'The depression was finally ended not by a new prosperity but through World War II, that is, thorough the colossal destruction of capital on a worldwide scale and a restructuring of the world economy that assured the profitable expansion of capital for another period.' (Mattick, 1978: 141)
The Second World War reordered the pecking order between capitalist rivals, redistributing world shares of raw materials and markets, finance and military power, primarily facilitating US expansion into the role of global policeman, as well as lender of last resort. The destruction of capital that Mattick refers to was a condition for the restructuring of industry. Where accumulated capital had become so great as to dwarf returns, the only route to new accumulation was to devalue much of that capital stock - but that was not something that could be done voluntarily, so warfare proved to be a way of forcibly destroying the over-accumulated capital. Pointedly, those developed countries that suffered the most extreme destruction were also those that grew most rapidly after the war - Germany and Japan, who had the opportunity to build new greenfield sites, while Britain was still tacking new tools onto ancient machinery.
But the reordering of relations between the capitalist powers was premised upon reordering the relationship between capital and labour. 'The higher level of the rate of exploitation which had been brought about by force was maintained for ten years after the period of fascism', wrote Elmar Altvater, 'the "West German economic miracle" was pre-programmed in the course of the "thousand year Reich" (Altvater et al, 1974: 7, 9). Mazower agrees: 'a nazi public utility like Volkswagen, or private utility like Daimler-Benz, laid down plant and equipment in the 1930s (and early 1940s) that would form the basis for post-war growth' (Mazower, 1998: 130). But these changes were not just restricted to Germany. In all of Western Europe, post-war reconstruction was boosted by the redirection of resources from consumption to investment initially made under the discipline of war.
Beneath the conflict international, the capitalist powers had a common interest in suppressing working class opposition. Though they fought Germany over territory and markets, the Allies gained from the Nazi disciplining of the working class in Europe. Furthermore they redirected working class opposition to Fascism in Germany and Italy into support for the adoption of an enhanced industrial discipline at home. The ideology of the People's War proved even more effective a means winning authority over the working class than Nazi repression. Having been persuaded to sacrifice all in the struggle against Fascism, the masses were recruited to the stabilisation of capitalist production in Europe. The Allies gained by the German war against the partisans, too. Nazi defeats of national resistance movements made the second (Allied) occupation of Europe a great deal easier. In December 1943, the British Middle East HQ sent Captain Don Stott (pictured right) to negotiate with Hitler's envoy in Greece, Hermann Neubacher of the Gestapo on the best way to defeat the partisans. 'This war should end in a common struggle by the allies and the German forces against Bolshevism,' Stott told them (Eudes, 1972: 108).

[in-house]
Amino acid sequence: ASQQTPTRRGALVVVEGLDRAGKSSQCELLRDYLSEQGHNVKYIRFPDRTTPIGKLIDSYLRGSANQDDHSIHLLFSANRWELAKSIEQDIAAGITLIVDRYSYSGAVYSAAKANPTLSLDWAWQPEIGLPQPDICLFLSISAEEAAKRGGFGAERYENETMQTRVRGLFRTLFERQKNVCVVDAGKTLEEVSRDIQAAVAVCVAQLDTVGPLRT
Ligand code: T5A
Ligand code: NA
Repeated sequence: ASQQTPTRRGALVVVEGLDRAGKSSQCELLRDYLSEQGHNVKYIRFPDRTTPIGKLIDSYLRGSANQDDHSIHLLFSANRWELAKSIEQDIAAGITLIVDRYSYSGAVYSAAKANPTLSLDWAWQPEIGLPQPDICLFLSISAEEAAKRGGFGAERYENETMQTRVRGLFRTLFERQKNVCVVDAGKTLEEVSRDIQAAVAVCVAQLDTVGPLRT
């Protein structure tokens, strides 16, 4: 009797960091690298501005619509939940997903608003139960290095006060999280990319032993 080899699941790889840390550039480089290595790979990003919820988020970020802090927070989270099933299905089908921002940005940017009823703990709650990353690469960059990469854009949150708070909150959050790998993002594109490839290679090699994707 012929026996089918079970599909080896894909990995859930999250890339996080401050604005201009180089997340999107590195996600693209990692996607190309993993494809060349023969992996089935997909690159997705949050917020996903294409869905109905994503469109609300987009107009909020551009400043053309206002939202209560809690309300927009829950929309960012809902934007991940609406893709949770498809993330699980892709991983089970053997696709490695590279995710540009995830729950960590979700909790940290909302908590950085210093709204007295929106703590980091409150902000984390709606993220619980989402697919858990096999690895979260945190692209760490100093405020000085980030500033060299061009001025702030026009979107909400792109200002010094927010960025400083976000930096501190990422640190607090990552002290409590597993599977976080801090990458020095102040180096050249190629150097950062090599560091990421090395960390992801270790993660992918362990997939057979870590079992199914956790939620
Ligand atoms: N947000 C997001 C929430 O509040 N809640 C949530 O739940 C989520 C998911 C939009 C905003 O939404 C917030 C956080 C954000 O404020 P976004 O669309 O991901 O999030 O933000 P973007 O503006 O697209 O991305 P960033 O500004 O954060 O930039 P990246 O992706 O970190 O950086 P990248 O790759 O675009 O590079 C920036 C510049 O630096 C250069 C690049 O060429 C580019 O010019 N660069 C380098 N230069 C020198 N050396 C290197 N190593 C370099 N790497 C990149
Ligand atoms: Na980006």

At the same time, European national elites exhausted their moral resources when they collaborated with the Nazi reaction. The standing of European nations was shattered by the derogation of authority to successive invading powers. In Germany, the elite stood exposed for its collaboration with Fascism. The left-supported resistance movements saved national pride in Europe.
Much has been made of the 'social revolution' that the war entailed, a phrase coined by Labour MP Richard Crossman (Gallagher, 1951: 163). It is true that there were considerable changes brought about by the war. Many of these tended over time to improve the material conditions of the mass of people, like the National Health Service in the UK, or the GI Bills extending education and home loans in the US. But for the most part, these reforms were necessary for continuing the process of capitalist development. And what is more, they were paid for by the phenomenal increase in output wrung from the working class through the wartime restructuring of industry.
The political shift to the left in Western Europe after the war has entrenched the belief that a social revolution had taken place. The presence of communists in post-war governments was not a sign of a radicalisation of society, but of the contribution that the communists had made to the restoration of the nation state. And as Mark Mazower points out, the left's gains were quickly overturned: 'Across Europe, former resistance leaders were being marginalized' he writes, drawing attention to the atomisation and inwardness that overtook society at the war's end. By 1948 'the radicalisation of the war years had vanished' (Mazower, 1998: 210, 237). In fact the radicalisation was largely illusory. Nervous that they had lost all authority, ruling elites made concessions to the left immediately after the war, only to snatch them back once it became apparent that they could rule without the radicals. Substantially the war years had the effect of breaking down working class solidarity, which was either crushed, or used to promote austerity measures that wore down its appeal.
The difference between the reaction to the end of the First World War and the second is striking: in 1918, a significant section of the working class knew that they had been beaten, and wanted to do something about it; with the re-establishment of capitalist reproduction in 1945 the entire working class movement thought that they had won a great victory. That conviction was the ruling classes' greatest achievement.